Home Industry News Releases Two New Reports Show Oregon Wines Continue to Shine

Two New Reports Show Oregon Wines Continue to Shine

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“Boom continues,” reads 2021 Direct to Consumer Wine Shipping Report, with Oregon Wine enjoying 12.9% year-over-year increase in volume and 18.7% increase in value of shipments, outperforming other regions in 2021

Portland, OR, January 25, 2022 – Two important national wine industry studies released last week show Oregon wine continuing its quiet reign over wine lovers’ palates. First, the 2022 State of the U.S. Wine Industry Report, written by Rob McMillan, EVP and Founder Silicon Valley Bank Wine Division, showed brisk growth from its survey of 633 U.S. wine businesses, 50% of which report production of 5,000 cases or fewer annually, in line with Oregon’s makeup of about 70% winemakers being small, family-owned producers.

McMillan said Oregonian winemakers were more optimistic about the overall economic recovery, consumer demand and access to capital than nearly all their peers in other U.S. grape growing regions. In 2021, Oregon respondents were much more unlikely to think about selling their businesses, compared to peers in California, Virginia, Washington and other regions, a contrast to sentiments in past years, McMillan’s report states. In fact, winemakers in Oregon ranked near the bottom of nine regions when business owners expressed how likely they were to “seriously consider” selling out, showing Oregonians’ intent to stay put.

Northern Oregon winemakers were also bullish on business for 2021. 53% of those reporting called 2021 either “one of our business’s better years” or “the best in our history,” a 30% increase from a year ago, when only 23% said the same. Northern Oregon wineries had the second highest reported total revenue growth rate (24%), ahead of Napa (17%), and trailing only Washington state (33%) among major U.S. growing regions.

With an eye toward quality, 56% of Northern Oregon respondents said 2021 was “one of our better years” or “the best in our history.” Similarly, Northern Oregon winemakers led all regions when self-reporting fruit quality at harvest, with 75% describing yields as “Excellent” vs. 51% for Washington and 66% for both Napa and Sonoma.

Chardonnay articles, 2020:

While McMillan warns that U.S. wineries may not be doing enough enticing marketing to attract younger drinkers, and that prices for glass pours may raise in 2022, the report shows wine sales reaching highs not seen since 2007, more than a decade ago.

“While the wine industry is going through consumer change that impacts all producers, Oregon’s performance stands out among all other regions by virtually any measure you choose but most important, by industry sales growth,” said McMillan.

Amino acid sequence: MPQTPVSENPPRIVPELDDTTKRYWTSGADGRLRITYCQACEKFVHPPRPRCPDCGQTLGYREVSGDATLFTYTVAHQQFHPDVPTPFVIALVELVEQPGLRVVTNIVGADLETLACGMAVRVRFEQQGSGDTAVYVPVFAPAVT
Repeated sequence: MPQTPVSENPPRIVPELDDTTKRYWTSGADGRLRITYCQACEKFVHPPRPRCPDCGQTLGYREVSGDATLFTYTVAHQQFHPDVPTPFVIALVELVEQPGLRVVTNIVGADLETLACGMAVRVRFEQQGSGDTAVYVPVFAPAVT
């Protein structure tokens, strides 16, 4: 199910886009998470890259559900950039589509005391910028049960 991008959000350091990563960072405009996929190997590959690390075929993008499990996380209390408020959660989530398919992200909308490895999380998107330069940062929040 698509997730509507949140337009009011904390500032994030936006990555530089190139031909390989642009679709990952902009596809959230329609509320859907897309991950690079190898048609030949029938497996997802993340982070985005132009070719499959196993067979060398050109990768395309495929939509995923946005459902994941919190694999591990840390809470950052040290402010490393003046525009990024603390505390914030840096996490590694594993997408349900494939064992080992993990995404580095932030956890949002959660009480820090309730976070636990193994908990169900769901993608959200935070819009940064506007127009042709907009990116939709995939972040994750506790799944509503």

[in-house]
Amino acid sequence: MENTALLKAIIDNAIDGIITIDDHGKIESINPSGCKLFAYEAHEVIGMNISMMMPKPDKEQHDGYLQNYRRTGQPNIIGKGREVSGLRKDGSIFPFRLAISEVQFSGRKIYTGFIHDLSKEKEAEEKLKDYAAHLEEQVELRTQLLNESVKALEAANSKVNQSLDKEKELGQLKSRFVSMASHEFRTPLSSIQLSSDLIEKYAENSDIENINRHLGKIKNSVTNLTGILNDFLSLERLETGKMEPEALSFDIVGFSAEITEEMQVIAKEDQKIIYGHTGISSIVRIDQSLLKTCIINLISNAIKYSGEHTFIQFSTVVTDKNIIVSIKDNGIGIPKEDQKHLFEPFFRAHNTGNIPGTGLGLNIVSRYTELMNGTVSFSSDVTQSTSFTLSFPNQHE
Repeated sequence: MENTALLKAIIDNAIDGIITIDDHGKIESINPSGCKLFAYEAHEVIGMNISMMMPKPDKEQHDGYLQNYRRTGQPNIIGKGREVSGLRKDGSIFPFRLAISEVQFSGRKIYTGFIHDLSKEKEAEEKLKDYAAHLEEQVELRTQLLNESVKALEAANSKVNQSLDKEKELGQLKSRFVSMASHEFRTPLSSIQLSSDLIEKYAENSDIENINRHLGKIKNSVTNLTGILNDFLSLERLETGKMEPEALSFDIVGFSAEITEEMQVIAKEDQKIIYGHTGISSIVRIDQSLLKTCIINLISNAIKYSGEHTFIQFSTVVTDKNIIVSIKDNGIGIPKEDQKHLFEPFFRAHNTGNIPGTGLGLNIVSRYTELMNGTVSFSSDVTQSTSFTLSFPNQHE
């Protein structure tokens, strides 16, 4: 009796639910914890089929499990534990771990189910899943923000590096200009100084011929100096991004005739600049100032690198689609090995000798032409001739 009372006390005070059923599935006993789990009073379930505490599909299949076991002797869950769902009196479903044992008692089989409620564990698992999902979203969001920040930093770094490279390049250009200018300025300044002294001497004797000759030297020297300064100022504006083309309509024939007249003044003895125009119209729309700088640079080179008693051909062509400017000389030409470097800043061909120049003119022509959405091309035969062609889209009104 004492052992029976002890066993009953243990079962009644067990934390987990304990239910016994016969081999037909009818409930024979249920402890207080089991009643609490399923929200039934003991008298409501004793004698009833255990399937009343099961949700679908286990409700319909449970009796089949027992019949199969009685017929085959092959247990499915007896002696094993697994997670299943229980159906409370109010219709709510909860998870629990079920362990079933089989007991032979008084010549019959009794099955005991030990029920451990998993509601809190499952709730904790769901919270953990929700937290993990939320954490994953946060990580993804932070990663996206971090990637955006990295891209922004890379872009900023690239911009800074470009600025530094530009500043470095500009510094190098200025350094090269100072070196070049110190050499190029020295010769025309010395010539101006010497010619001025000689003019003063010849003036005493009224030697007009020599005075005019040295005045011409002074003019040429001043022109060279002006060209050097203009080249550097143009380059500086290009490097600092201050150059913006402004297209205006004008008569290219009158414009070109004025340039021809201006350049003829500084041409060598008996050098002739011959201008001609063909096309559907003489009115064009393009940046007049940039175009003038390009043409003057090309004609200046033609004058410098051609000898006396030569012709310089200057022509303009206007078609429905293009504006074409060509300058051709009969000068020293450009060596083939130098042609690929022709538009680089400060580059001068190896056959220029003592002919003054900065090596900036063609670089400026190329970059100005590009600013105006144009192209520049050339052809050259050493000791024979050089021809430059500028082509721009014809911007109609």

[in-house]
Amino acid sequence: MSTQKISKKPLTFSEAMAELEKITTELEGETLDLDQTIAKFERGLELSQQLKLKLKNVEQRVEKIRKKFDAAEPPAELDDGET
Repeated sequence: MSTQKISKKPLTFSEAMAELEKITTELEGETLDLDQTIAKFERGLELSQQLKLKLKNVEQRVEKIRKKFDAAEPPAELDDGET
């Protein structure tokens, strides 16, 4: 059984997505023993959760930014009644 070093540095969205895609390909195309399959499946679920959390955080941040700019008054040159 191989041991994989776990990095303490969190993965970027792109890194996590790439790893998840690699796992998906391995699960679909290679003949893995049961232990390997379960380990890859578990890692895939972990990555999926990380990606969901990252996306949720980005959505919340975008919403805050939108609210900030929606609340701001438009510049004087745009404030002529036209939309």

In another report released last week, the 2021 Direct to Consumer Wine Shipping Report from Sovos ShipCompliant and Wines Vines Analytics, Oregon continued its shipment growth in 2021. Although Oregon wines account for only about 1.5% of U.S. wine production, they represented 6.8% of DtC shipment wine value nationwide last year. “Oregon wineries, with their 12.9% year-over-year increase in volume and  18.7% increase in value of shipments, outperformed all other regions tracked in 2021…” Buoyed by vigorous Pinot noir shipments, Oregon wineries received an average of $42.45 for every bottle shipped.

Chardonnay articles, 2021:

While Oregon’s case volume was up almost 13% and Washington’s was down almost 3%, Oregon commands a unique niche among wine lovers willing to pay 5.5% more on average per bottle of Pinot noir, up to $51.29 in 2021.

The report states, “In Oregon, Pinot noir shipments dominate in a way that not even Cabernet Sauvignon can in Napa…Pinot noir shipments still increased 8.2% in volume and 14.2% in value over 2020. This led to Oregon outperforming all other regions tracked in this report in 2021.”

Oregon Chardonnay made headway in shipments and garnered the most attention of varieties in 2021. As the second most shipped wine from Oregon wineries in 2021, Chardonnay shipments increased by 28.7% in volume and 36.4% in value while enjoying a 6.0% increase in average price per bottle shipped over 2020, according to the report. As a category, Chardonnay only represents 10.4% of the overall value of Oregon shipments, but the increase in the value of Chardonnay shipments contributed 17.7% of the state’s overall increase in the value of shipments.

This trajectory is also apparent as Chardonnay raised its public consciousness in 2021. According to media monitoring service Meltwater, articles about Oregon Chardonnay increased 162% in 2021 over 2020, going from 762 to 2,044 stories mentioning the grape in Oregon. Similarly, in 2020, with 5,441 articles specifically mentioning an Oregon grape variety, Chardonnay captured 14% of all Oregon wine stories. However, in 2021, Chardonnay was mentioned 36% of the time.

Sparkling Wine, representing 4.1% of the volume and 3.8% of value of the state’s DtC shipments, was also on a meteoric tear for 2021, with increases of 60.7% in the value of its shipments and 55.6% in the volume of shipments over 2020.

About the Oregon Wine Board

The Oregon Wine Board is a semi-independent Oregon state agency managing marketing, research and education initiatives that support and advance the Oregon wine and wine grape industry. The Board works on behalf of all Oregon wineries and independent growers throughout the state’s diverse winegrowing regions. Visit oregonwine.org.

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